FILE PHOTO: The logo of SoftBank Group Corp is displayed at SoftBank World 2017 conference in Tokyo, Japan, July 20, 2017.
Source: Reuters

Masayoshi Son now owes SoftBank $5.1 billion on side deals

As losses elevated at its central Vision Fund venture capital arm, Masayoshi Son is now personally on the hook for about $5.1 billion on side deals he set up at SoftBank Group Corp. to enhance his compensation.

In November, Son, whose stake in SoftBank rose, also owns portions of the company’s key investment vehicles. While these holdings have raged controversy because of corporate governance concerns, the Japanese billionaire has denied any conflict of interest.

SoftBank logo depicted at a location

Source: Yahoo News Singapore

His unrealized losses widened roughly $400 million from three months before. The founder and chief executive of SoftBank was down $4.7 billion on the same side deals through the September quarter.

Since a long time, compensation has been a contentious issue at SoftBank. The companies of Japan pay some of the lowest executive salaries in the world, showcasing a culture where job-hopping by managers is still infrequent. Son himself has kept his pay at 100 million yen, now approximately $760,000 — a rounding error in the US where CEOs periodically make more than $100 million.

SoftBank further grew into a global investor, Son debated the company couldn’t keep talent unless executives were allowed to cut side deals that tied compensation to the company’s performance. That’s exposed him further to the current market downturn.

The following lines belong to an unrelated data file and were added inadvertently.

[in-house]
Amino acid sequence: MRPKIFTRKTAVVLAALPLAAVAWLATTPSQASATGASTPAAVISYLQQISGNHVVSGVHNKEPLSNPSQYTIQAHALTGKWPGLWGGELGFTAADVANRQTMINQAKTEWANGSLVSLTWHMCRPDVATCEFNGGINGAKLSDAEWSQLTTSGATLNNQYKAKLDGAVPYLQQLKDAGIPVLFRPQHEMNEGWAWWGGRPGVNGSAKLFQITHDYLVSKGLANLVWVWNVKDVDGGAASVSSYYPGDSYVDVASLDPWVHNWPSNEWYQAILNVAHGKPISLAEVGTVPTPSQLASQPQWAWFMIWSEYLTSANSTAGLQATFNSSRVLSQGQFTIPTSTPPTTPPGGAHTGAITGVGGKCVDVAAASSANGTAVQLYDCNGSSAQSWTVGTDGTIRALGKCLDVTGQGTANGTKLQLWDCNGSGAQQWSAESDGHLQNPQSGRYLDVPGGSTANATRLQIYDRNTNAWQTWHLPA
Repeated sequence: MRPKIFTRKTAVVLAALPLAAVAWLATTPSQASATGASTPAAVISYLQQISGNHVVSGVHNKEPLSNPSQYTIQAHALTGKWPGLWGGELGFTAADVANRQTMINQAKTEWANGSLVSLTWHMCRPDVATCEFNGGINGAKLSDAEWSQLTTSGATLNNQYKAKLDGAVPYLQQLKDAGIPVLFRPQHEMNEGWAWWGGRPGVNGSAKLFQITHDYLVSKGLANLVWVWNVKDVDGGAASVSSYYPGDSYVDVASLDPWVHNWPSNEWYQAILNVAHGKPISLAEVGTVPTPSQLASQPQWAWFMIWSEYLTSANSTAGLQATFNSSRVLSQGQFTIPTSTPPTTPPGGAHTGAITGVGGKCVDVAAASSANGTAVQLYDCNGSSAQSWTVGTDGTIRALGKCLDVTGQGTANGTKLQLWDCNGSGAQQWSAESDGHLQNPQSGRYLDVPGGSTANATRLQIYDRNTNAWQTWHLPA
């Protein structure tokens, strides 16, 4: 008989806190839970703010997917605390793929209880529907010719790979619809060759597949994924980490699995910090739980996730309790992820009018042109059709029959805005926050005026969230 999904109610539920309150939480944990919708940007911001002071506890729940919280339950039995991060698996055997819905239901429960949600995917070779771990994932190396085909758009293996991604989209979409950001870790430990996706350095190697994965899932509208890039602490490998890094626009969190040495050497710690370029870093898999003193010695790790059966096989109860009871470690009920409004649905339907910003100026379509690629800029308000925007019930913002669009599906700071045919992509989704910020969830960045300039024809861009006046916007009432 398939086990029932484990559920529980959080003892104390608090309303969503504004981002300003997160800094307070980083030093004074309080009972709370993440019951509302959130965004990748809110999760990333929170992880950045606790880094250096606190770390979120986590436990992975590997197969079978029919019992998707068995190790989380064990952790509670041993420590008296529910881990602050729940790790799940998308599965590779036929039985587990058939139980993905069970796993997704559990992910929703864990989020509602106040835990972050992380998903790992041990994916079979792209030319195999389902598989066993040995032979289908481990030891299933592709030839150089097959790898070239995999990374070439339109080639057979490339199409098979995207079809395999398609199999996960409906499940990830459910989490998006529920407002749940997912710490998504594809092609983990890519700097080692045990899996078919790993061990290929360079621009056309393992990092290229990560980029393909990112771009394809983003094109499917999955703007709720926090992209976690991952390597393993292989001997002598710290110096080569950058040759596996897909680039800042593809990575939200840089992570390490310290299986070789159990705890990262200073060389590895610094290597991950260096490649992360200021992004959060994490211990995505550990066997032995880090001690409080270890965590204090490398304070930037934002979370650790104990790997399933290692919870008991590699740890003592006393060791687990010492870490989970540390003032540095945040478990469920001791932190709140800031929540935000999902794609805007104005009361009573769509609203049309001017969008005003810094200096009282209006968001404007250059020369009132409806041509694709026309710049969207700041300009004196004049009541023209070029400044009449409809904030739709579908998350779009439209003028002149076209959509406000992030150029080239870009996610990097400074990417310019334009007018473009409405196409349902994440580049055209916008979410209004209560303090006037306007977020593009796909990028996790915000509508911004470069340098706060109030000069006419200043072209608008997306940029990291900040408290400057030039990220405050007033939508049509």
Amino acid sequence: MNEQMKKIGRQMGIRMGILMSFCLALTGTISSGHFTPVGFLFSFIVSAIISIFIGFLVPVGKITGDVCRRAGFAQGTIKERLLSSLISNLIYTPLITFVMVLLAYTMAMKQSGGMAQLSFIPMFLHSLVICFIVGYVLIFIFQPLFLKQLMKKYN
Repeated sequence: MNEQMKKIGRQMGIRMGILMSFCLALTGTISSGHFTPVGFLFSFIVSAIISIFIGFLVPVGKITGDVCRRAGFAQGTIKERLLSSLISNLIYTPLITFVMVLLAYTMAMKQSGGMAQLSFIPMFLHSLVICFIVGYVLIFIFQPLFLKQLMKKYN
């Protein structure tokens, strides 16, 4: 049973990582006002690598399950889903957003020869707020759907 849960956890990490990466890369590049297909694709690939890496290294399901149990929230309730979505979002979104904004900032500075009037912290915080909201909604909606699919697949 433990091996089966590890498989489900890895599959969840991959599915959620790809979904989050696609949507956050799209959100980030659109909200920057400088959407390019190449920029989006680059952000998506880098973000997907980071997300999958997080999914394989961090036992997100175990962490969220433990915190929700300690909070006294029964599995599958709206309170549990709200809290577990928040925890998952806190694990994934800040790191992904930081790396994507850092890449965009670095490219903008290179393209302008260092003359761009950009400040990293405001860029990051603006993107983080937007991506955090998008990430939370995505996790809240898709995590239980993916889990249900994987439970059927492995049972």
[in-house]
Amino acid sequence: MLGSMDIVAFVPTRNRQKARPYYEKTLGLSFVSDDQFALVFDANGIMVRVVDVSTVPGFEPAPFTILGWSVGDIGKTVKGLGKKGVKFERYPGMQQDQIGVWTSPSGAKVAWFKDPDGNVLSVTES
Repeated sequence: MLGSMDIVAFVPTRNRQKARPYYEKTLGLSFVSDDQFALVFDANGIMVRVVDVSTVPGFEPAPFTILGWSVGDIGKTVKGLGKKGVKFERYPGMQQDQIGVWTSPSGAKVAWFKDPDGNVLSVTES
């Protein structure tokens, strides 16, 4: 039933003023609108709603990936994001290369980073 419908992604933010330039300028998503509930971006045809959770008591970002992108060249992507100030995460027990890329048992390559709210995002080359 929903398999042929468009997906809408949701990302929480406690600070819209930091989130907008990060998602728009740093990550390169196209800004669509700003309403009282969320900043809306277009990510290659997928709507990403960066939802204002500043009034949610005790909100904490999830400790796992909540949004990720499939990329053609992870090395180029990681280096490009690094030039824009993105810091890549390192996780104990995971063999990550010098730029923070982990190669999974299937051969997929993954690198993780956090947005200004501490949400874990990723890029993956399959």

On Wednesday, the Vision Fund unit posted a $5 billion loss in its fourth straight quarter in the red, sinking SoftBank’s shares in their biggest tumble in more than a year. According to Bloomberg calculations based on company filings, Son owns more than a third of the company.

The global tech investor was hit by continued mark downs in its investments in unlisted startups, which outweighed gains in its public holdings. “They applied “extremely strict” standards in writing down investment losses”, Chief Financial Officer Yoshimitsu Goto said. By December, SoftBank had invested in 472 companies through its venture capital arm.


According to disclosures for the December quarter, Portfolio losses plummeted down Son’s deficit to about $2.9 billion from his Vision Fund 2 interest, and $344 million at the Latin America fund. His remaining deficit at SB Northstar was 246.1 billion yen ($1.85 billion). According to Bloomberg calculations based on company disclosures, the debt amounts to $5.1 billion.

The 65-year-old billionaire has a stake of 17.25% of a vehicle set up under SoftBank’s Vision Fund 2 for its unlisted holdings, and also a 17.25% of a unit within the company’s Latin America fund, which also invests in startups. He has a 33% stake in SB Northstar which is a vehicle set up at the company to trade stocks and derivatives.